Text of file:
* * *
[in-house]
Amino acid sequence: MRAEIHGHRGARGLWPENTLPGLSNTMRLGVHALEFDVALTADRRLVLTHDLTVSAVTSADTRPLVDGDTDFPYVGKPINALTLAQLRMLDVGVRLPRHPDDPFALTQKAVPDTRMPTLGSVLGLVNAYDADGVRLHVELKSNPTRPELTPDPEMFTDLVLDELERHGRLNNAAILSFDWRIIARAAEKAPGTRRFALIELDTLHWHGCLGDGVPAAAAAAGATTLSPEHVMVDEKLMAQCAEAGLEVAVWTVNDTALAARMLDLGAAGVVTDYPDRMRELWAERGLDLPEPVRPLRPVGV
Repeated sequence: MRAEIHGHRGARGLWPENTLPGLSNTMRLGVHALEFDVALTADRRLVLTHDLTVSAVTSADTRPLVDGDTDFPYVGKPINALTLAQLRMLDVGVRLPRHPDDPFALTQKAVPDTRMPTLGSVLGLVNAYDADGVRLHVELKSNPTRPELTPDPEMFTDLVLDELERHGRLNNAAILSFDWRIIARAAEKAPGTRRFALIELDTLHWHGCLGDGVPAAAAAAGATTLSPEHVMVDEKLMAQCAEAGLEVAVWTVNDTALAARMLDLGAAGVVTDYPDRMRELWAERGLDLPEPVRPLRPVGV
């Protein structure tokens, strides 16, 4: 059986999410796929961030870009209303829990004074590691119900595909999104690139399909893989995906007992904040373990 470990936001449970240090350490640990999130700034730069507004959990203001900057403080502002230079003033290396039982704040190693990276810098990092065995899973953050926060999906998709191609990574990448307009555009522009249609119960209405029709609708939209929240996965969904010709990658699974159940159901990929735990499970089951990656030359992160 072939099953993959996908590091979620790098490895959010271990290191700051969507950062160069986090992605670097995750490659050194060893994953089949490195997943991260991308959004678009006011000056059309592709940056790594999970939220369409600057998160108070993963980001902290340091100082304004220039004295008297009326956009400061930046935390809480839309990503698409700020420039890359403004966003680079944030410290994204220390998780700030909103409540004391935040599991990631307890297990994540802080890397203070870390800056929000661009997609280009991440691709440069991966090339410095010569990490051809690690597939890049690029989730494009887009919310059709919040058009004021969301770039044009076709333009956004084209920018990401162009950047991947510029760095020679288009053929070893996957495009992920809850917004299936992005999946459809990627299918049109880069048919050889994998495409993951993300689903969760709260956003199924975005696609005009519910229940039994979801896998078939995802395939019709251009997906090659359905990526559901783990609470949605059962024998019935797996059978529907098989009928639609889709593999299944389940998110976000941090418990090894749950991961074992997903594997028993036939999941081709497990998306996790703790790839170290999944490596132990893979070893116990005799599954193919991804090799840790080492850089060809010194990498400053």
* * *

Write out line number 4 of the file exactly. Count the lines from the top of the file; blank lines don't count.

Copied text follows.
């Protein structure tokens, strides 16, 4: 059986999410796929961030870009209303829990004074590691119900595909999104690139399909893989995906007992904040373990 470990936001449970240090350490640990999130700034730069507004959990203001900057403080502002230079003033290396039982704040190693990276810098990092065995899973953050926060999906998709191609990574990448307009555009522009249609119960209405029709609708939209929240996965969904010709990658699974159940159901990929735990499970089951990656030359992160 072939099953993959996908590091979620790098490895959010271990290191700051969507950062160069986090992605670097995750490659050194060893994953089949490195997943991260991308959004678009006011000056059309592709940056790594999970939220369409600057998160108070993963980001902290340091100082304004220039004295008297009326956009400061930046935390809480839309990503698409700020420039890359403004966003680079944030410290994204220390998780700030909103409540004391935040599991990631307890297990994540802080890397203070870390800056929000661009997609280009991440691709440069991966090339410095010569990490051809690690597939890049690029989730494009887009919310059709919040058009004021969301770039044009076709333009956004084209920018990401162009950047991947510029760095020679288009053929070893996957495009992920809850917004299936992005999946459809990627299918049109880069048919050889994998495409993951993300689903969760709260956003199924975005696609005009519910229940039994979801896998078939995802395939019709251009997906090659359905990526559901783990609470949605059962024998019935797996059978529907098989009928639609889709593999299944389940998110976000941090418990090894749950991961074992997903594997028993036939999941081709497990998306996790703790790839170290999944490596132990893979070893116990005799599954193919991804090799840790080492850089060809010194990498400053």